FAIRBANKS — China’s top oil company Sinopec announced earlier today it has agreed to help develop Alaska’s long-awaited $43 billion natural gas pipeline megaproject, according to the U.S. government.
Alaska Gasline Development Corp., the state of Alaska, Sinopec, China Investment Corp. and the Bank of China have signed an agreement to advance the pipeline in Alaska.
According to initial reports, the investment could be as much as $43 billion. The deal also has the potential to create as many as 12,000 U.S. jobs during construction, reduce the trade deficit between the United States and Asia by $10 billion each year and provide China with cleaner energy, according to the announcement.
“Because Alaskans need well-paying jobs and affordable energy to power our homes, schools and businesses, this Alaska LNG project is critical,” Alaska Gov. Bill Walker said in a statement. “The gasline is key to building a stronger Alaska. Today was an important day for Alaska.”
Walker said this signing is a big step toward development of the pipeline.
“This agreement has all five necessary signatories — the buyer, the lender, the investor, the developer and the state,” he said. “This is a big project with big players and big benefits.”
Walker said 100 companies applied to be part of the agreement. That number was then narrowed to 30 and finalized with the 12 that signed agreements today.
“We’re fortunate to have them at the table,” he said. “It’s one that is the result of a lot of hard work.”
Keith Meyer, president of AGDC, traveled with Walker to China. He estimated total revenue of the pipeline to be between $8 billion and $10 billion each year. Of that, producer revenue would be about $1 billion. The state of Alaska would receive about 25 percent — roughly $250 million — of that revenue, Meyer said.
Walker said more steps must be taken before the investment is finalized but that this is good progress.
“Having the largest LNG buyer in the world participating in this project means the Alaska LNG project has favorable market engagement at the highest level,” he said. “This project will finally allow Alaska to reach its full potential as a state. As we move from having one of the highest unemployment rates in the country to the lowest, we will build a stronger Alaska.”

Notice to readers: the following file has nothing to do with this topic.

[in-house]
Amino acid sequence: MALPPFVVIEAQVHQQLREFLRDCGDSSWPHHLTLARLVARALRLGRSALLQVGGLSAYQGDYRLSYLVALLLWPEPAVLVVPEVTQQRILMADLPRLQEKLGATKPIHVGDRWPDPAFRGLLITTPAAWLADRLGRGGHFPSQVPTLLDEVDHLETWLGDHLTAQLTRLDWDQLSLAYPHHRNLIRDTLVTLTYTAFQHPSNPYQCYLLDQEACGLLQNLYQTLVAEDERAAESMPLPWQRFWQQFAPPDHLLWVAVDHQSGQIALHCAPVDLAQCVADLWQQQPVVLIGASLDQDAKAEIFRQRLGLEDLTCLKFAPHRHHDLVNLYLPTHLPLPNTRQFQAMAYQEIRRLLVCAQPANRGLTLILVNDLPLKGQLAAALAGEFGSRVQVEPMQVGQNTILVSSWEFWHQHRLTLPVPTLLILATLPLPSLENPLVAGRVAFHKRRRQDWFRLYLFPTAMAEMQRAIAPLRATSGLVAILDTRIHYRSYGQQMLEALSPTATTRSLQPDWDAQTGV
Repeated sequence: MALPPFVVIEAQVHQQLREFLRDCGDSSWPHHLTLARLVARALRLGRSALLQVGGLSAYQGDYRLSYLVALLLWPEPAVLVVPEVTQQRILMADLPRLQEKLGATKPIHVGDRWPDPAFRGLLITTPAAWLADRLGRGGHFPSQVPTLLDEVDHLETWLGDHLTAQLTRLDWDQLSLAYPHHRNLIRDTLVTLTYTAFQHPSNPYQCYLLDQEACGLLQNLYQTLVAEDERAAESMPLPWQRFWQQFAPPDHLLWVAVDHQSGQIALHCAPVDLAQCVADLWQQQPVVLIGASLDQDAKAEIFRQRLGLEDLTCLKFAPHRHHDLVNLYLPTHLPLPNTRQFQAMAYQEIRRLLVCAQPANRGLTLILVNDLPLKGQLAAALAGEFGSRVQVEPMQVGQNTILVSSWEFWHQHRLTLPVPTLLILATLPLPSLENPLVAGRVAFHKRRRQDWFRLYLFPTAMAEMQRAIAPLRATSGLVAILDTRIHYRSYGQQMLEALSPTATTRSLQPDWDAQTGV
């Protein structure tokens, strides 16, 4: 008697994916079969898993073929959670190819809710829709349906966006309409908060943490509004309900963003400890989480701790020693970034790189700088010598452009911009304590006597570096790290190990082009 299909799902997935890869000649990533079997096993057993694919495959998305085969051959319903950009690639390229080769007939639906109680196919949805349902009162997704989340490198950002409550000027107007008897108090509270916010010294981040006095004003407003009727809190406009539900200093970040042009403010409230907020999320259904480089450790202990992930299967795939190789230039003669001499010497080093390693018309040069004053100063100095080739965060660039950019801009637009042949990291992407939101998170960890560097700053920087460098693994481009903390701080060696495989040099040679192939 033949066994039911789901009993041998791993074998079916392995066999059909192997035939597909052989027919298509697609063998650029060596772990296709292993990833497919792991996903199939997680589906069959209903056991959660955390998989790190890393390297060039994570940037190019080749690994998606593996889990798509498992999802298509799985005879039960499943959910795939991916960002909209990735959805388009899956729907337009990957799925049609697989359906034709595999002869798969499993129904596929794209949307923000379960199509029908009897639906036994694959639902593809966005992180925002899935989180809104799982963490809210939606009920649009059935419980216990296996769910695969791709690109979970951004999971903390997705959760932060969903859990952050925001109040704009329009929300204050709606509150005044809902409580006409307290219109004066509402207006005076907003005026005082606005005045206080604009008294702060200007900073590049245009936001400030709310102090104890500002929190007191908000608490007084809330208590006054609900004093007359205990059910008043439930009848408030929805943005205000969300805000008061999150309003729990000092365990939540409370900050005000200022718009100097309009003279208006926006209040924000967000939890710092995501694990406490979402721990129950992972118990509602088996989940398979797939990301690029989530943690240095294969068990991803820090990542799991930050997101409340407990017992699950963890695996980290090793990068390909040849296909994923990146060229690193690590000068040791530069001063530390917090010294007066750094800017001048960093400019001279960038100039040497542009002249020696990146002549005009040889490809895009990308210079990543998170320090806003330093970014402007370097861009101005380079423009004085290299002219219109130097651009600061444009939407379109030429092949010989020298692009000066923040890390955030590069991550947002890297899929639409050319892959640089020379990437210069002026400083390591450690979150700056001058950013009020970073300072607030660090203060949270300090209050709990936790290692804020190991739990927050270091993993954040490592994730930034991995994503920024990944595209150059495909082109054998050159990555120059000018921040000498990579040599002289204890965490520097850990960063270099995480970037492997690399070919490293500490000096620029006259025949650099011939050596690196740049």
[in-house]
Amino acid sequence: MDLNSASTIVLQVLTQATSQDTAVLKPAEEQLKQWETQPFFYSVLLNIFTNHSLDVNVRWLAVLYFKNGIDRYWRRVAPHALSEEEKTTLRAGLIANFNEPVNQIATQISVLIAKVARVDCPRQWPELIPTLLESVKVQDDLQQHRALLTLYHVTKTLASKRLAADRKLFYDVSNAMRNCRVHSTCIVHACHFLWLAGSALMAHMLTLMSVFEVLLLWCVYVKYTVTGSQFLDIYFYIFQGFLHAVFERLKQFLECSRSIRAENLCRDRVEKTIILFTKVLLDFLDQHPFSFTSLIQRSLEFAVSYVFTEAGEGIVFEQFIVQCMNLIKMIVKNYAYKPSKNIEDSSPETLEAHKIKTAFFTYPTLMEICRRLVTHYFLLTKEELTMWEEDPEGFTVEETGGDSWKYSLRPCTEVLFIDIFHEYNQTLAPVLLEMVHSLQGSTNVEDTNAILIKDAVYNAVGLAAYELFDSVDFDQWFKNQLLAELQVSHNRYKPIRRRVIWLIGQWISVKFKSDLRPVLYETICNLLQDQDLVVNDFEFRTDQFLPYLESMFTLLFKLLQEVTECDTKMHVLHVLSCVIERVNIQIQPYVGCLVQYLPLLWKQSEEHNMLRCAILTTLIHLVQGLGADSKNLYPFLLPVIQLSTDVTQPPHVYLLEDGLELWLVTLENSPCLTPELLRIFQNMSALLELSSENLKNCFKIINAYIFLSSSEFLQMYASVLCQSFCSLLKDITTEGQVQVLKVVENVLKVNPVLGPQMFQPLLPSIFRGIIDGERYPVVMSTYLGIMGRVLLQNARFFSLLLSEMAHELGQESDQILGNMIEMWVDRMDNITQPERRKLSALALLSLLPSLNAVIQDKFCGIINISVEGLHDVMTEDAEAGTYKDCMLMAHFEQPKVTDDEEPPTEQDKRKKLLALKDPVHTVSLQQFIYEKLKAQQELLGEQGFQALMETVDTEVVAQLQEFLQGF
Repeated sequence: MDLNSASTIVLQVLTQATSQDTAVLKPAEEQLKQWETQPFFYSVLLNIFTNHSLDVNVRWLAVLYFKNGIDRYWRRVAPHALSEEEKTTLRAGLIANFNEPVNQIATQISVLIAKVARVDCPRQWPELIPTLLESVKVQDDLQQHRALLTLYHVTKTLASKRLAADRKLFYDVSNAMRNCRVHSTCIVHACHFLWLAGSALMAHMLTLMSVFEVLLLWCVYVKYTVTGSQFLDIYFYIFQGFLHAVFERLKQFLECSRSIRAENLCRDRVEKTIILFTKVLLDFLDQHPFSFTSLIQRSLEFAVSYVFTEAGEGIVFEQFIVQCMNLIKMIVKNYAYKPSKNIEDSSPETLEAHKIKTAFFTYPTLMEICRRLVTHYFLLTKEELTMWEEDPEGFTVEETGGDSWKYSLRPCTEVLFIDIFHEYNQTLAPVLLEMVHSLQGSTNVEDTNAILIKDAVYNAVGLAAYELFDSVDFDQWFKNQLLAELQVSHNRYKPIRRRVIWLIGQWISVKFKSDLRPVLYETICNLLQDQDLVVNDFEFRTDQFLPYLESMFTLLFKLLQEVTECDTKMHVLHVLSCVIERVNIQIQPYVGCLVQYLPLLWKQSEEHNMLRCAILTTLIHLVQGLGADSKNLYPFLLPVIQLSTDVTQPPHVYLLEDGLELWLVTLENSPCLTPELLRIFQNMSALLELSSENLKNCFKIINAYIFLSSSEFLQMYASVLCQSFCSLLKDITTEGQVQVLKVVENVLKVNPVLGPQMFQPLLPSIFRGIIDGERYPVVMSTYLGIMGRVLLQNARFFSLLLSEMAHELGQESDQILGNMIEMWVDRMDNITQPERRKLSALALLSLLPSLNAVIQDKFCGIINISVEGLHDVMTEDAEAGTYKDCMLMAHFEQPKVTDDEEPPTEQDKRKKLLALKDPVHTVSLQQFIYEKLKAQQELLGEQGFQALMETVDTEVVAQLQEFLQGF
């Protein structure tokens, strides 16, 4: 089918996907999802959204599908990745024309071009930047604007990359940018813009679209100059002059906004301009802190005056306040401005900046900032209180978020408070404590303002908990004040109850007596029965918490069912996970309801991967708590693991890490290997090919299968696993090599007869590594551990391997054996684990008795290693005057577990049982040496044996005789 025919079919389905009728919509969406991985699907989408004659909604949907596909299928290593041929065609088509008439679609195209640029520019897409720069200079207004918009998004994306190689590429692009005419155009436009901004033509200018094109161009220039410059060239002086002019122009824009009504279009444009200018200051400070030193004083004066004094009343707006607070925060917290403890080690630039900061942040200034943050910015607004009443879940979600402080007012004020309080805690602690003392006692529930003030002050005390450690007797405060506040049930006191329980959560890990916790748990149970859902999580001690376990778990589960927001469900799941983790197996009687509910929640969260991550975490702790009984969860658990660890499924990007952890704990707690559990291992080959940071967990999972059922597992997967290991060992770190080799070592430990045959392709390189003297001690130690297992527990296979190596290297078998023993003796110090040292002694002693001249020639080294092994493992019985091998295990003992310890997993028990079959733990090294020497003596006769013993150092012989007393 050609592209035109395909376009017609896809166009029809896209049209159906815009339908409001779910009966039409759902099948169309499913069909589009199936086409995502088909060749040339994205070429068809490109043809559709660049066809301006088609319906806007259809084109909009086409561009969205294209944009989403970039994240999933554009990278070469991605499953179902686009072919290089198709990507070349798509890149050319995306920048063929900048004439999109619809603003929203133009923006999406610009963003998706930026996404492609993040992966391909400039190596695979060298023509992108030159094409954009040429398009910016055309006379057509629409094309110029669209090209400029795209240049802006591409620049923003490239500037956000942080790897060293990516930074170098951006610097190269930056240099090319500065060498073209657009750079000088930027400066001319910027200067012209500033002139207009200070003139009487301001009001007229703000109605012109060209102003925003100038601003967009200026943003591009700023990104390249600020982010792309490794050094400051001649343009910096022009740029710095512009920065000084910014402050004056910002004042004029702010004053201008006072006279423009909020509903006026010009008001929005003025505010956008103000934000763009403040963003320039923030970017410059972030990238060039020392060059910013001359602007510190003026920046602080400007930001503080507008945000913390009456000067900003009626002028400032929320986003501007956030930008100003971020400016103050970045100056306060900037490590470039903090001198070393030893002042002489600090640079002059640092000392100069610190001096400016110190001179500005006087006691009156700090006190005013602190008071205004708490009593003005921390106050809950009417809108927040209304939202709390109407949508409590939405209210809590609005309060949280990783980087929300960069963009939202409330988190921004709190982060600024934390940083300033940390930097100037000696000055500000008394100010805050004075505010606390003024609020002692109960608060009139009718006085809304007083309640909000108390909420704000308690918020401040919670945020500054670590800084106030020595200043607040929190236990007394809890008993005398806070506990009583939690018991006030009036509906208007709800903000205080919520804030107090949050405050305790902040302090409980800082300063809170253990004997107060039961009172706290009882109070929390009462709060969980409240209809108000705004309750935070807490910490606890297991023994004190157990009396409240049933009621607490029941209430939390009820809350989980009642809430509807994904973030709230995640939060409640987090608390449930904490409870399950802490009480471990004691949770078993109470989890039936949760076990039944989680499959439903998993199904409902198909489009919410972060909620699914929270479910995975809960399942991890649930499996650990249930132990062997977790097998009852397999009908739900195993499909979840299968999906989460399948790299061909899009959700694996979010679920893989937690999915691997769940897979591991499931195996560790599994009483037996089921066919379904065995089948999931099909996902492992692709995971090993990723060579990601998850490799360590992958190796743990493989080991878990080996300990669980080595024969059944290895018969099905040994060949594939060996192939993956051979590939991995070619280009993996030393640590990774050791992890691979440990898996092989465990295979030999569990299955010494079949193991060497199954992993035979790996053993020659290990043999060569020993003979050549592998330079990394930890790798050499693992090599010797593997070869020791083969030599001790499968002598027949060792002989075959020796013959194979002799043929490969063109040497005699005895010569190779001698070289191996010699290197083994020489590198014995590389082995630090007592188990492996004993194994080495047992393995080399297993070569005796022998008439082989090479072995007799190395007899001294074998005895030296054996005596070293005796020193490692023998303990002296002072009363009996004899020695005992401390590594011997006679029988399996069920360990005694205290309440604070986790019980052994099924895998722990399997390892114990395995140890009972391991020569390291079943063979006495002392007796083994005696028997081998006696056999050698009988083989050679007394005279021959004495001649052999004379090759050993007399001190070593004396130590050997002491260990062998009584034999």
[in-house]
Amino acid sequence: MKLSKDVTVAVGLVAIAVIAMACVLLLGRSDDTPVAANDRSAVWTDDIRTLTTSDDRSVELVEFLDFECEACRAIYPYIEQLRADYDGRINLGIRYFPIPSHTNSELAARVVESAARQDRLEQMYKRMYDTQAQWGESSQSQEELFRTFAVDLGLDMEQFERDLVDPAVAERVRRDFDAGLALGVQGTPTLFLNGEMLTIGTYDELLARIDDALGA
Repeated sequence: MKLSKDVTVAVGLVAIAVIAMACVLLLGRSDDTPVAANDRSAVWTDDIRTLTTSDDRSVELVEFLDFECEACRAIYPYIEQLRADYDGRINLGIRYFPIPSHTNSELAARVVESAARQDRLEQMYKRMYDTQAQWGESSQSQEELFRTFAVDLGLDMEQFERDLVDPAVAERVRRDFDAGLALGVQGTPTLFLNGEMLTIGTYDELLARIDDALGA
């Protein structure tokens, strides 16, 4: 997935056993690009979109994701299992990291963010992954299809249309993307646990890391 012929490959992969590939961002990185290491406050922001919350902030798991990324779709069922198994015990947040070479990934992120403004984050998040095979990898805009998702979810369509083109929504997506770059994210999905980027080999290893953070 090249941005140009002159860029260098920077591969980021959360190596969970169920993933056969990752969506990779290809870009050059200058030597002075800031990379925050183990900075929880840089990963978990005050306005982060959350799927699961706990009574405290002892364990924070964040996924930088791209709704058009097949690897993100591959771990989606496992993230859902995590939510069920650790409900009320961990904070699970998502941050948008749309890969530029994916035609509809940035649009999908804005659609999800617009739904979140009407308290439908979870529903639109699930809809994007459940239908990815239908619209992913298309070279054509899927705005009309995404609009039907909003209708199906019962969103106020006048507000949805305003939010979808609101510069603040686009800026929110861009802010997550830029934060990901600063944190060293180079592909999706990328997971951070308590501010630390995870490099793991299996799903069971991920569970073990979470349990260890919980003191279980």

Since his election in 2014, Walker has made the construction of the 800-mile pipeline a priority.
If constructed as hoped, the pipeline would bring massive amounts of North Slope natural gas to a port in Nikiski, on the Kenai Peninsula. From there, the gas would be chilled into liquefied natural gas before being shipped in tankers to Asia. Walker said most of the LNG will be going to China, but he has been in the process of marketing to other Asian countries, including Japan and Vietnam.
Meyer said construction is expected to begin in 2019.
John Hendrix, Walker’s oil and gas adviser, said multiple entities in China and other Asian countries previously have expressed interest in the project.
Meyer has made several trips to China during the past year to drum up interest in the pipeline. He said this deal has been a long time coming.
“This has been a long courtship with these folks,” Meyer said. “We’ve had some very good dialogue with the big three companies. We found quickly we had a good connection with Sinopec. We’ve been through the courtship, we’re now engaged.”
This most recent visit was not the first interaction between China’s President Xi Jingping and Walker.
In April, Xi briefly visited Anchorage on his way home from a meeting with President Donald Trump at Trump’s Mar-a-Lago resort in Florida. Walker said he made his original pitch for a natural gas project during that visit.
Walker thanked President Trump for support in the deal, saying the agreement brings the U.S. one step closer to energy dominance.
“When President Xi visited Anchorage six months ago, he shared with me his desire for deepening the mutually beneficial ties between China and Alaska. I thank him for expediting that vision to reality. I especially thank Commerce Secretary Wilbur Ross and his team for their strong belief in the Alaska LNG project, and all of the hard work they put into making this day happen.”
Walker traveled to China from Hawaii, where he met with President Donald Trump and governors from Hawaii, American Samoa, the Northern Mariana Islands and Guam for a discussion on security in the Pacific.
After corporate meetings, Walker and Meyer rejoined the president in Beijing as part of a larger group of corporate leaders and members of the private sector.
Meyer, representing Alaska Gasline Development Corporation, was only one of 29 business leaders on a roster for the trip. Walker was the only state governor on the list.
Alaskan lawmakers are celebrating the deal as a progress forward.
House Speaker and Dillingham Democrat Rep. Bryce Edgmon said at first glance the agreement looks good.
“This joint development agreement is very encouraging for the thousands of Alaskans who never lost hope that a natural gas pipeline could one day become a reality. Alaska is home to tremendous natural gas reserves and today’s agreement shows that we are perfectly situated to supply liquefied natural gas to Asian markets,” Edgmon said. “The members of the Alaska House Majority Coalition fought to keep the AK LNG project alive by keeping money in the budget, and it appears that was the right decision. A pipeline project will bring jobs, investment and, perhaps most importantly, a renewed sense of hope that Alaska’s best days are ahead of us, not behind.”
Walker said he hopes this is the beginning of a solid partnership between Alaska and China.
“It’s the beginning of what we hope is a long relationship between Alaska and these companies. This is the market responding and we’re please with that,” Walker said.
Contact staff writer Erin Granger at 459-7544. Follow her on Twitter at twitter.com/FDNMPolitics.